With supply ship in dry dock, the Galapagos face gas and food shortages; Underemployment reaches crisis proportions; City targets ‘dangerous bicycles’

Jun 28, 2023 | 21 comments

The mayor of the Galapagos Islands largest community is blaming the government for “setting the islands back 100 years” due to supply shortages. Santa Cruz Mayor Fanny Uribe says Petroecuador and the Ministry of Transport should have responded immediately when one of the two supply ships serving the islands went out of service at the end of March.

“Despite our calls and warnings, they failed to make emergency plans to keep the islands supplied and today we are receiving less than half of the LP gas, gasoline, food and other supplies we need,” Uribe says. “Restaurants are closing early and some are cooking over wood and charcoal fires and families are spending hours a day looking for food and standing in line for rationed gas.”

The Galapagos Islands tourist industry has been hard-hit by the lack of supplies.

Uribe says the Galapagos tourism industry, which most of the population depends on for its livelihood, is being devastated. “Besides problems at the restaurants, tour boats are delaying trips because of the lack of fuel,” she says. “And, we are just beginning the most active tourism season. I’m afraid the tourists will cancel if they hear about what’s going on.”

She also blames the Galapagos Governing Council, which she claims has accepted government excuses for lack of response. “They should have demanded the government decree an emergency to have the Navy begin making shipments,” she says. “I am shocked that they did not act sooner.”

According to Petroecuador, 8,000 LP gas cylinders are being delivered every three to four weeks, but Uribe says this is only 50% of the need.

The out-of-service supply ship, the Isla de la Plata, remains docked in Guayaquil undergoing repairs. The Transportation Ministry say it is not sure when the vessel will return to service.

Underemployment reaches crisis proportions
According to a Quito university study, the next government will face an “underemployment crisis of growing proportions.” The University of San Francisco-Quito study reports that of the eight million Ecuadorians who are employed, 5.5 million are working at a “basic survival level,” many of them below the official poverty line.

“The government reports that the unemployment rate is declining but what it is not saying is that the majority of those with employment – even full-time employment – are under-employed, struggling to cover their basic needs,” says Ricardo Bermeo, who heads the university study. “Some of those counted among the employed can also be included as living in extreme poverty.”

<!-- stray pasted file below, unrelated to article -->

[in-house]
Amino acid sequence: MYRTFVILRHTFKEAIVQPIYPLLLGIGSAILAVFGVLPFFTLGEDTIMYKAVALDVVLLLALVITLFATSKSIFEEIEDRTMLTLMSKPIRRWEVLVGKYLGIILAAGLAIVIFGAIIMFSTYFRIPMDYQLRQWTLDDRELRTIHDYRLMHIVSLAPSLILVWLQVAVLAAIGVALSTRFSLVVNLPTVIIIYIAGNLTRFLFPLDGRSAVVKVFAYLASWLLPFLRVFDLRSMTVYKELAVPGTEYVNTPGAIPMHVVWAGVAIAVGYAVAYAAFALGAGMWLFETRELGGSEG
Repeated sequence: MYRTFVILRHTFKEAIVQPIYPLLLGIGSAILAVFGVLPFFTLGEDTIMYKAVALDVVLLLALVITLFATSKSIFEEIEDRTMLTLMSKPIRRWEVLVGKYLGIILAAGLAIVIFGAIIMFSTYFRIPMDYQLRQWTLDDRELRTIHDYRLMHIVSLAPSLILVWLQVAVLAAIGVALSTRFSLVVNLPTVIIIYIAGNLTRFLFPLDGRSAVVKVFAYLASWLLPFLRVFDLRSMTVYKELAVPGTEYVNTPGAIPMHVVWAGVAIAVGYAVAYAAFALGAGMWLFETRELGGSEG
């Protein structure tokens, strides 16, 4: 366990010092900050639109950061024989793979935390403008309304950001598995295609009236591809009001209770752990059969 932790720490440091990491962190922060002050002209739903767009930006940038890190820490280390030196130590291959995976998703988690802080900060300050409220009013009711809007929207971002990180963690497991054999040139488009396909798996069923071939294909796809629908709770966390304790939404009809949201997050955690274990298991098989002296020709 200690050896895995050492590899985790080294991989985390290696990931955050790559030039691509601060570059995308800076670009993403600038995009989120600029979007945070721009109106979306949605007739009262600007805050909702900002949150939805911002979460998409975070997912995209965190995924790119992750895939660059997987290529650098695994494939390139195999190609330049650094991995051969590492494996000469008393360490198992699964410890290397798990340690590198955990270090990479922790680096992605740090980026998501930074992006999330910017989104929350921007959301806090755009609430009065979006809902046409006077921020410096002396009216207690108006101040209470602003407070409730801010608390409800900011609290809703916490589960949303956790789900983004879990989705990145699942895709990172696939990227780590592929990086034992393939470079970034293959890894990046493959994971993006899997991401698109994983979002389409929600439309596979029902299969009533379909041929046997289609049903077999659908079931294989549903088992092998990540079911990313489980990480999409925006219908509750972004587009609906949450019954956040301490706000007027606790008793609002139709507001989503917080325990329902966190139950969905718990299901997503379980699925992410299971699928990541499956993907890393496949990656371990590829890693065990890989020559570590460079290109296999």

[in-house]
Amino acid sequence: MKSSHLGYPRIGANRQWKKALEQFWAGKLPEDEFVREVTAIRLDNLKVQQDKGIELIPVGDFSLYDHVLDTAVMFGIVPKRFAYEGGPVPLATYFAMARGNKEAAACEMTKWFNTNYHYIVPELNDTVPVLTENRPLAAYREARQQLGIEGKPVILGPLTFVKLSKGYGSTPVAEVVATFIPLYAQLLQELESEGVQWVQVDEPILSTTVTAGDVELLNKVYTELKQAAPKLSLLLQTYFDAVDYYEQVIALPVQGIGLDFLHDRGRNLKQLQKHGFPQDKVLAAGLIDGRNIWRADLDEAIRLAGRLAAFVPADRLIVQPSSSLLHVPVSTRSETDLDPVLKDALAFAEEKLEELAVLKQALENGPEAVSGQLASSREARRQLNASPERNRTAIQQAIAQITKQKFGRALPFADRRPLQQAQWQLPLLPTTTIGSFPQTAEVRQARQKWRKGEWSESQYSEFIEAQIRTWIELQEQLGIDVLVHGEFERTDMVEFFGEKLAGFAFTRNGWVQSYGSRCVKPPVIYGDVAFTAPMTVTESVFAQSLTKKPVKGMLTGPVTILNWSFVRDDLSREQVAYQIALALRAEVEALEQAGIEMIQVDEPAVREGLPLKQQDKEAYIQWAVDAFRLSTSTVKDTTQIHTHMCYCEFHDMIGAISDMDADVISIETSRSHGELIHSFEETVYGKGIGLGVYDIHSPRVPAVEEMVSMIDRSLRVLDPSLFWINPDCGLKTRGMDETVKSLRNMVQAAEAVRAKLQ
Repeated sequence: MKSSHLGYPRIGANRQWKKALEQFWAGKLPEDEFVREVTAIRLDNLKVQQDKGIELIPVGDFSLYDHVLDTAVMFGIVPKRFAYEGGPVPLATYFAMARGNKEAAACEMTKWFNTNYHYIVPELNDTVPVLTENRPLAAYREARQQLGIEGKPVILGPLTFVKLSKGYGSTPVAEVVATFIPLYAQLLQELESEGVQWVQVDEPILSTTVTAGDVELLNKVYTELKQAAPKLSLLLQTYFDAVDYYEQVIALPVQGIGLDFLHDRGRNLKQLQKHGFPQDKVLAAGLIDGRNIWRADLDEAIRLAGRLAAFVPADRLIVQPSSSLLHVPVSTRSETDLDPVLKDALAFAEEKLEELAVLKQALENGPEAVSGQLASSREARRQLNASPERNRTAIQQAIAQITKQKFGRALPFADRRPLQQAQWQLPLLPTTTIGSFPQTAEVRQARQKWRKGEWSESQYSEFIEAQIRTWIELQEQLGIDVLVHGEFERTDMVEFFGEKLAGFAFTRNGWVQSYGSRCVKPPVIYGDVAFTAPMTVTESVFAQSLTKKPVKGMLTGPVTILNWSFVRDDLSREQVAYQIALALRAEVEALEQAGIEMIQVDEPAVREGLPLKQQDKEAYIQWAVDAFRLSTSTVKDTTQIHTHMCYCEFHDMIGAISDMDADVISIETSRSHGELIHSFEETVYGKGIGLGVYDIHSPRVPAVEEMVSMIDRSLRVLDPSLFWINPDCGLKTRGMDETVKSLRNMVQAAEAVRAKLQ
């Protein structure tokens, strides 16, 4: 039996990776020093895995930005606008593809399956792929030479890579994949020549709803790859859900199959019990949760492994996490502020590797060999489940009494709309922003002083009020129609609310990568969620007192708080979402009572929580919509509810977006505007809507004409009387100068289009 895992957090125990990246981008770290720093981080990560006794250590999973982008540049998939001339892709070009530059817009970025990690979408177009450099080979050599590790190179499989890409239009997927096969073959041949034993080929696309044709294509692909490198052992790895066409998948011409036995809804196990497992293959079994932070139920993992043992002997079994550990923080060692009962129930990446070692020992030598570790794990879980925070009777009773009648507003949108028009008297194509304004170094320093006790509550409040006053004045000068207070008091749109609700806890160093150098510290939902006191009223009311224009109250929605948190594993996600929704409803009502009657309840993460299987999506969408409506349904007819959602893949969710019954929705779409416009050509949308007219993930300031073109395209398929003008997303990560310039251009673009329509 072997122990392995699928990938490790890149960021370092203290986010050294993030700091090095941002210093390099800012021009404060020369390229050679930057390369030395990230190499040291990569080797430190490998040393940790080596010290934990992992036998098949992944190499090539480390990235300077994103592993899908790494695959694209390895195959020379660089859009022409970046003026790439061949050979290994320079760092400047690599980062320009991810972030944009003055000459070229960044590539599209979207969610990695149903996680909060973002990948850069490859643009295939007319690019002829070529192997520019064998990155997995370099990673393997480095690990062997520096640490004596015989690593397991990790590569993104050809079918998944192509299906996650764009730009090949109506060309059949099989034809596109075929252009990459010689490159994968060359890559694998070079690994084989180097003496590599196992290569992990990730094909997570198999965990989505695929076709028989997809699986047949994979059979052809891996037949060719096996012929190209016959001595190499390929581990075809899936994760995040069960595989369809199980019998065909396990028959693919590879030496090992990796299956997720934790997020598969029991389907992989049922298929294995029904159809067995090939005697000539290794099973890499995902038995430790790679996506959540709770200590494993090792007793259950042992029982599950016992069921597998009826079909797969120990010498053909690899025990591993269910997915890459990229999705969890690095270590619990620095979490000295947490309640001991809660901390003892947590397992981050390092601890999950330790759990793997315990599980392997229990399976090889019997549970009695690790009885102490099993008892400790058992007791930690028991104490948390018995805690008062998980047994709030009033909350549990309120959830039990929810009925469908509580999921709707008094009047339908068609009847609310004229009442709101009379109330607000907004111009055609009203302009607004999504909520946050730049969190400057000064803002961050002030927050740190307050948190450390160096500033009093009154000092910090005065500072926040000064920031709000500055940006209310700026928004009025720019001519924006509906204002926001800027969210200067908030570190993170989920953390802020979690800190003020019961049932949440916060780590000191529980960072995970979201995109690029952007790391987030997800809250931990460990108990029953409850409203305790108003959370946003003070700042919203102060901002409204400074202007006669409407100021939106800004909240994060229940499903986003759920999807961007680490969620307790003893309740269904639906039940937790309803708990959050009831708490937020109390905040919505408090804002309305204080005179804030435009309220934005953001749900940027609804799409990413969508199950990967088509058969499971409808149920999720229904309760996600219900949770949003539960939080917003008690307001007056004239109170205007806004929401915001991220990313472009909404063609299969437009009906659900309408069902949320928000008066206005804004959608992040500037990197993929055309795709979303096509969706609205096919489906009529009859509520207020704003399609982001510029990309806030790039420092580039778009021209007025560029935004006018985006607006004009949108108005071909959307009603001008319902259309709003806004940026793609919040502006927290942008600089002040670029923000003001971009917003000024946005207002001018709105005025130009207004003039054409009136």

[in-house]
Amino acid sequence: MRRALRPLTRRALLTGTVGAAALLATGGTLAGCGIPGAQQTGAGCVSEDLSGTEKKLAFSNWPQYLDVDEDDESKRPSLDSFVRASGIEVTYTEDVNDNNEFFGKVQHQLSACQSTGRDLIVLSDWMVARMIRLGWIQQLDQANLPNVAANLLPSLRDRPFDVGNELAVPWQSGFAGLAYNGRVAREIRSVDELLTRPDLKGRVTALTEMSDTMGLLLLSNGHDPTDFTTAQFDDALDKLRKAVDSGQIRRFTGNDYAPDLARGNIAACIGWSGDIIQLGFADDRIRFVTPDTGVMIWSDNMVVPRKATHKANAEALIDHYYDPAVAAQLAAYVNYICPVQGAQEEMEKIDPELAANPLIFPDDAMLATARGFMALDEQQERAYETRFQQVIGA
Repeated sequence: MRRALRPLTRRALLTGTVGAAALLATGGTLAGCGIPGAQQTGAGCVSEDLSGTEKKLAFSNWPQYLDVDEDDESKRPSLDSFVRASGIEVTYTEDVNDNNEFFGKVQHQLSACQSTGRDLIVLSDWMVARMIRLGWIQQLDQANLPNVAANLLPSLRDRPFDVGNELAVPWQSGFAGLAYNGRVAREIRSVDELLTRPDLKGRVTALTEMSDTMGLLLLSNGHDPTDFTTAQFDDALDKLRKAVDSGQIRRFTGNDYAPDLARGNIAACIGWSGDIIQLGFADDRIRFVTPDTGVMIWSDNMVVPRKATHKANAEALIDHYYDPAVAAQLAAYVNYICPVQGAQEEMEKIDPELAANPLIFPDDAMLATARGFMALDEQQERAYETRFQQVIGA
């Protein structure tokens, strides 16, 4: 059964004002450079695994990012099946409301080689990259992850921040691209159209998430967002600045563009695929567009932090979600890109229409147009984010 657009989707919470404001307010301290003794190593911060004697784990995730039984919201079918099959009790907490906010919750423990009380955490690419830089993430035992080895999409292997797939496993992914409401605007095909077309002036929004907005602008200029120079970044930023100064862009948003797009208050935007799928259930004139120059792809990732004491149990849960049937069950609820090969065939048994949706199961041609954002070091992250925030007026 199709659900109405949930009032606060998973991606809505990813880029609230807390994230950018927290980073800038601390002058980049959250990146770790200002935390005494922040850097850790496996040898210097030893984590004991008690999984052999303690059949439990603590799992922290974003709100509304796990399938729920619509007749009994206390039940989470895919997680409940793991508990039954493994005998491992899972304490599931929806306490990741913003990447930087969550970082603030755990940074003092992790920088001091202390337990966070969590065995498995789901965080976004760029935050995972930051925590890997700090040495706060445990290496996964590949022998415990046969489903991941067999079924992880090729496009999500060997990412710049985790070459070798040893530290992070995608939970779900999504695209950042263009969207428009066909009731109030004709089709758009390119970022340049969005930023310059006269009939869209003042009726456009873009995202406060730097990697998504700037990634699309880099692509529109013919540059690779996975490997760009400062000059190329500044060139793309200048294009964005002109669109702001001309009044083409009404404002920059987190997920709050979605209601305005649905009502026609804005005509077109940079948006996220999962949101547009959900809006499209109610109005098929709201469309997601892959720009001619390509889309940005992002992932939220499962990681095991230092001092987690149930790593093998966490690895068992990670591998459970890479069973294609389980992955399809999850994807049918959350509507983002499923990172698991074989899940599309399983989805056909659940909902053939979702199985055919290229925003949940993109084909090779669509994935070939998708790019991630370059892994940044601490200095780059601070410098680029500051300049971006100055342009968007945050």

Bermeo says that the majority of Ecuadorian workers are part of the informal labor market and do not contribute to the national Social Security system (IESS) or pay income tax. “This is a problem not only for workers but for the IESS system as well. The workers cannot take advantage of IESS health care and, when they are too old to work, they will have no retirement income,” he says. “At the same time, there are not enough workers on the record to help fund IESS for those who are enrolled.”

Bermeo disputes the government estimate that 53% of working Ecuadorians are in the informal market. “The real number is probably about 65%, possibly higher. This is a problem in all of Latin America but it is more acute in Ecuador due to the inadequate tax base.”

City targets ‘dangerous bicycles’
The Cuenca mayor’s office is meeting with National Police command to develop plans to control what it calls “out-of-control bicyclists.” The meetings follow three recent accidents that left two pedestrians and one cyclist injured. In the latest incident, a 53-year-old woman was hospitalized after she was hit by a cyclist on the sidewalk at the intersection of Benigno Malo and Presidente Cordova in El Centro.

“We are seeing too many cyclists running at excessive speed, going the opposite direction on one-way streets, and merging on and off sidewalks with disregard for pedestrians and other traffic,” the mayor’s office said in a statement. The statement continued, saying that although motor vehicle laws do not apply to bicycles, police and Cuenca Citizen Guards have other laws they can apply to reckless cycling.

A spokeswoman for the mayor said the city is also developing rules for motorized stand-up scooters and unicycles.


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